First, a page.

The British lower class was divided into two sections: “the working class” (labourers), and “the poor” (those who were not working, or not working regularly, and were receiving public charity). The lower class contained men, women, and children performing many types of labor, including factory work, seamstressing, chimney sweeping, mining, and other jobs. Both the poorer class and the middle class had to endure a large burden of tax. This third class consisted of about eighty-five percent of the population but owned less than fifty percent of the land.

    Industrialisation changed the class structure dramatically in the late 18th century. Hostility was created between the upper and lower classes. As a result of industrialisation, there was a huge boost of the middle and working class. As the Industrial Revolution progressed there was further social division. Capitalists, for example, employed industrial workers, who were one component of the working classes (each class included a wide range of occupations of varying status and income; there was a large gap, for example, between skilled and unskilled labor), but beneath the industrial workers was a submerged "under class" sometimes referred to as the "sunken people," which lived in poverty. The under class were more susceptible to exploitation and were therefore exploited.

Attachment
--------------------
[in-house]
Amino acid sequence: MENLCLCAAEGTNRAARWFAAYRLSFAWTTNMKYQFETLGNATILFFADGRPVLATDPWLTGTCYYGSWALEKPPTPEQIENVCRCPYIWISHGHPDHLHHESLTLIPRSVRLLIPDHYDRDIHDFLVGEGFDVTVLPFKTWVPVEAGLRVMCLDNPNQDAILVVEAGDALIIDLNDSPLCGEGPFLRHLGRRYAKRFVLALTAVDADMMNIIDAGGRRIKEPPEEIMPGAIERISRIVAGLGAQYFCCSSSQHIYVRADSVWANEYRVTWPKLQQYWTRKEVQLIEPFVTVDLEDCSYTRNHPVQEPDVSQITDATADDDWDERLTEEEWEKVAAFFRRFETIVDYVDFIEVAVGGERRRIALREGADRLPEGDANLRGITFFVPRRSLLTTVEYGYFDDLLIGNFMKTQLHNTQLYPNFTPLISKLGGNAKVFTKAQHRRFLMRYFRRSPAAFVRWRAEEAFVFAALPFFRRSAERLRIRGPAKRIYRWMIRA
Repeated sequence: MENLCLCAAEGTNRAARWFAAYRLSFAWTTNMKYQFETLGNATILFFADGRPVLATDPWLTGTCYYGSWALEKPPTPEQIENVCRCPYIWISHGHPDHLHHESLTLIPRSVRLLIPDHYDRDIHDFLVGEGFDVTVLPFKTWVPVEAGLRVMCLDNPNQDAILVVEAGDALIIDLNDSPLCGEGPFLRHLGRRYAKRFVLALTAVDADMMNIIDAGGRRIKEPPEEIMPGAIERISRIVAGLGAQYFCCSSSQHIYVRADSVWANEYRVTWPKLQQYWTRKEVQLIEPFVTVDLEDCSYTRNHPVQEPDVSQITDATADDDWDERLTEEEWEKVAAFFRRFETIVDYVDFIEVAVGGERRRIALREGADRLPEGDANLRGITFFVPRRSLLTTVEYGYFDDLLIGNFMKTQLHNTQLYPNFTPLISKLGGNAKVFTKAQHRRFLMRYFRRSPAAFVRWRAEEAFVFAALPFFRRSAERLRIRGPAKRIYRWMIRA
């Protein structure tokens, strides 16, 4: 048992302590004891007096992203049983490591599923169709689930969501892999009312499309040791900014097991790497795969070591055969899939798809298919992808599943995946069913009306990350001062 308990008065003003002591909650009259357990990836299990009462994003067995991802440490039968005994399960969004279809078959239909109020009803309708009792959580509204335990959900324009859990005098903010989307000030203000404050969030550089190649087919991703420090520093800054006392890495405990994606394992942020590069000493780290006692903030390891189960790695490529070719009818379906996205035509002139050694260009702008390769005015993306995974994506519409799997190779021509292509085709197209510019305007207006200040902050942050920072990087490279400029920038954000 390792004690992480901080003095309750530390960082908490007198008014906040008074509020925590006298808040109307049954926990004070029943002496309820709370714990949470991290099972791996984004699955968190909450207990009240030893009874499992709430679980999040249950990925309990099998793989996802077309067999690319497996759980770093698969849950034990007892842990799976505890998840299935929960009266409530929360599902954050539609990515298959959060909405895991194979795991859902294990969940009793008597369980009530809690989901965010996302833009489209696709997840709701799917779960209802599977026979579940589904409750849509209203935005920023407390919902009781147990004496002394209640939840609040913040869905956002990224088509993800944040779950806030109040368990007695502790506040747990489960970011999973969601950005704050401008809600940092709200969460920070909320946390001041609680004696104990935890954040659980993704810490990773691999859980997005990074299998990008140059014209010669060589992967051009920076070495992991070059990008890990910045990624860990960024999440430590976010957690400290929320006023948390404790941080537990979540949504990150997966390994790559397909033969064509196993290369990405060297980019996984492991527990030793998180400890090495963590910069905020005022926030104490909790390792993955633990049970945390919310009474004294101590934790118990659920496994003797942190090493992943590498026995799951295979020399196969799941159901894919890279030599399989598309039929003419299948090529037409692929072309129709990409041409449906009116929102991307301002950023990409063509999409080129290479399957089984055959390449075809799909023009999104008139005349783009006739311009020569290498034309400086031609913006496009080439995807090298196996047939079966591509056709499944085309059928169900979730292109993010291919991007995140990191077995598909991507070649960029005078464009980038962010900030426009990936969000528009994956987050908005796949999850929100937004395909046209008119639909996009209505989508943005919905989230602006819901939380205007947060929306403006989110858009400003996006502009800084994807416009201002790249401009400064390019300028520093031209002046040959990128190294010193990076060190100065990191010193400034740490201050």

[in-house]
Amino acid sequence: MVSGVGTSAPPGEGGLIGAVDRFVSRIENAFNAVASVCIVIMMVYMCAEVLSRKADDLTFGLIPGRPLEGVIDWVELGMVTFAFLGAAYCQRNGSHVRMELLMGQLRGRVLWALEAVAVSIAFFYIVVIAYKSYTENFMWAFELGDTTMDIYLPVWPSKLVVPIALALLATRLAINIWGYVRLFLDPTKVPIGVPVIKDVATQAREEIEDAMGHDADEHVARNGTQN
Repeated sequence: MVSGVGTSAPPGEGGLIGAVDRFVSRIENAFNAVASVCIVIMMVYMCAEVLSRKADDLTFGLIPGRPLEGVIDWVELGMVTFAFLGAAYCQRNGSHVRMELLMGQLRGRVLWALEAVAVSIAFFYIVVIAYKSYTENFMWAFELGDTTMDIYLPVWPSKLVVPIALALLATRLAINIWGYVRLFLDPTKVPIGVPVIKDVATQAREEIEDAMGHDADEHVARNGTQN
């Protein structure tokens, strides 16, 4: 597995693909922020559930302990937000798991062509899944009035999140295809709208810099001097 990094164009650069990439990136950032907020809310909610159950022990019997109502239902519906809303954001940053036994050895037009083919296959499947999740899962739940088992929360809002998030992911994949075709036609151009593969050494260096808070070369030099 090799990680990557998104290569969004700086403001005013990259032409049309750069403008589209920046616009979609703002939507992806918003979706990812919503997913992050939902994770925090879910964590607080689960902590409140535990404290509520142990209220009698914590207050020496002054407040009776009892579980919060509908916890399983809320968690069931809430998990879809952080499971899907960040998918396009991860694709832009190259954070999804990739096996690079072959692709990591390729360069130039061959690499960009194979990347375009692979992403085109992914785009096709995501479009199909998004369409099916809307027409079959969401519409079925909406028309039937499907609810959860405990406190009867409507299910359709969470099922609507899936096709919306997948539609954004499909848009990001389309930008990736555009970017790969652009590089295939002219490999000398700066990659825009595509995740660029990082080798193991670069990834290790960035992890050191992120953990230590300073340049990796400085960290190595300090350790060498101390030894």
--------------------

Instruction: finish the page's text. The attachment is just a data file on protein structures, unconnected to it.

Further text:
The government consisted of a “constitutional monarchy” headed by Queen Victoria. Only the royalty could rule. Other politicians came from the aristocracy. The system was criticised by many as being in favour of the upper classes, and during the late eighteenth century philosophers and writers began to question the social status of the nobility.

  8. The Savage Society of Thorstein Veblen

    Veblen became well known through his book The Theory of the Leisure Class (1899), a satiric look at American society written while he taught at the University of Chicago. He coined the widely-used phrases "conspicuous consumption" and "pecuniary emulation".

    Thorstein Veblen's career began amidst the growth of the disciplines of anthropology, sociology, and psychology. He argued that culture inevitably shaped economics and that no universal "human nature" could possibly explain the variety of norms and behaviors discovered by the new science of anthropology.